Religious Vocation Stories
Read how religious persons in our own diocese felt God's call to their particular vocation. One's vocation may or may not always be easy to discern, but as you'll see, you're in great company. Your brothers and sisters in our diocese are here to help you discern God's call for you.
Fr. Chris Cordes
Our Lady of Lourdes Parish - Columbia, MO
I started to sense an inclination toward the priesthood during my freshman year of college. Faith was already very important to me, and I had become involved with Teens Encounter Christ, attended Mass and other events at the Newman Center at Northeast Missouri State (now Truman State) University, participated in a Bible study with some guys from different churches I met through a friend, and took a course on the History of Religion in America as an elective. My church/faith-related activities were what I found to be most meaningful and enjoyable. I was reluctant to talk or even think much about the seminary or priesthood at first because of the commitment to celibacy, but over the next two years it just seemed more and more like I should take a serious look at priesthood, especially as I got to know some priests on a closer level and got a better sense of what their lives were like. It was still a long process that continued through the seminary years, and I had to make peace with the commitment to closing off the option of marriage and family, but who I was and what I felt drawn to and inspired by led to ordination 27+ years ago.
Fr. Ignitius Nimwesiga
Father Tolton Catholic High School - Columbia, MO
My call to priesthood came to me when I was a little boy and it progressed through different events!
My vocation to priesthood began when I was a little boy. I grew up seeing priests visiting our mission church (which they could visit about four times a year) and whenever they were around, everything would be done differently. It is only then that there would be the reception of Holy Communion, confessions, and sometimes weddings. And at that point, I wanted to be that man who would do all those wonderful things for people.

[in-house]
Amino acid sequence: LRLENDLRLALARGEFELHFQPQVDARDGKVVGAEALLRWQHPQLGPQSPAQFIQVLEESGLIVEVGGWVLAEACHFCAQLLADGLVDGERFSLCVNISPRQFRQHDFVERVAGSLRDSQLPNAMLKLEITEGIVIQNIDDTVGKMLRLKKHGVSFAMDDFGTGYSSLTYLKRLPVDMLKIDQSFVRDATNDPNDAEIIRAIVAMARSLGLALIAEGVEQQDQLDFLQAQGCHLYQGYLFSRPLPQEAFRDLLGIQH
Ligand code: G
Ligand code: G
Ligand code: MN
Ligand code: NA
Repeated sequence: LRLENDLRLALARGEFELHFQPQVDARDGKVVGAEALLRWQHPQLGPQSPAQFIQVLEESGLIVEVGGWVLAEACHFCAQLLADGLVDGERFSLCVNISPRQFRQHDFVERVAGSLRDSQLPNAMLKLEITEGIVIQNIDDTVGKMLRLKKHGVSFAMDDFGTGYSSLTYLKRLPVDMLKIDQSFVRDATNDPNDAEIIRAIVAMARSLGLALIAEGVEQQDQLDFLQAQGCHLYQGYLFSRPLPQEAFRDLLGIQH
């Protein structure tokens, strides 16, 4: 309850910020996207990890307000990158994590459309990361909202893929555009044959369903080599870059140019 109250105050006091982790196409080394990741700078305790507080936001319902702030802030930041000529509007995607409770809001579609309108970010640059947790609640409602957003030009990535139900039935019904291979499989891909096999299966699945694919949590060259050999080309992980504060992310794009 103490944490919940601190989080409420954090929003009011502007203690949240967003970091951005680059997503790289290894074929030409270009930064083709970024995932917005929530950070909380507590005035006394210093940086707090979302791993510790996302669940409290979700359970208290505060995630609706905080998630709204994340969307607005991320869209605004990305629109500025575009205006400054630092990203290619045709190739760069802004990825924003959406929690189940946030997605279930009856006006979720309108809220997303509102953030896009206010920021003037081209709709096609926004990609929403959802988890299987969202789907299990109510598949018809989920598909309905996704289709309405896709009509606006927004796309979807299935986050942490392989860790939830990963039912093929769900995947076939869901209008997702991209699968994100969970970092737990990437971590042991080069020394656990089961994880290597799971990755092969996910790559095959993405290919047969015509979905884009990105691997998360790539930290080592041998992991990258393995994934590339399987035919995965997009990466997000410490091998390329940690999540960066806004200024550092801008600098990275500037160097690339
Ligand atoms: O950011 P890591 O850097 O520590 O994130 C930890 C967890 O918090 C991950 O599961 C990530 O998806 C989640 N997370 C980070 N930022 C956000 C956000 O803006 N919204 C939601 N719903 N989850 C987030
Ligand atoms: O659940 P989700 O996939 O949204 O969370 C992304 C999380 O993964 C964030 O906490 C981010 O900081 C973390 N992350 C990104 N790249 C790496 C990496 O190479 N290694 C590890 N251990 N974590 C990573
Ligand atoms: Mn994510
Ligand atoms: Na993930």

When I was in middle grade my village, which neighbors an army base, received a threat from the rebels who were fighting against the government that it was going to be attacked so that they (rebels) could gain access to the army base. We ran away from our homes and went into hiding. While in hiding I remember praying to God and promising Him that if He saves my life from that looming danger, I was going to dedicate my life to His service. I literally did not understand what I was saying and what serving God meant.
When I was in my senior year of high school, whenever I would be going to school, I would pass by the church for morning weekday Masses at least three times a week. And at every Mass, I would find myself asking God to grant me the grace to serve Him but not as a street preacher (I had seen preachers on the streets of my city and I never wished to be like them, though I admired their boldness). It was one Sunday and during the consecration, I listened to every word that the priest said. I was amazed that it is only a priest who can say the very words of Jesus and by the power of the Holy Spirit, bread and wine are transformed into the body and blood of Jesus. It became so clear to me on that Sunday that that was how I want to serve God. God answered these prayers, and after high school, I joined a college seminary and since then I haven’t looked back.
Fr. Dan Merz
St. Thomas More Newman Center, Columbia
I knew definitively when the Bishop ordained me! From then on, all doubt ceased and I've never questioned my vocation. Until then, it was a struggle. But I always loved the brotherhood of seminary life and enjoyed learning about theology. Once I started seminary, I never found a good reason to leave!
My vocation began as a young boy desiring with all my heart to see the face of Christ. I remember sitting on my bed late at night begging for a glimpse of the face of Christ...just once and I wouldn't bug Him again!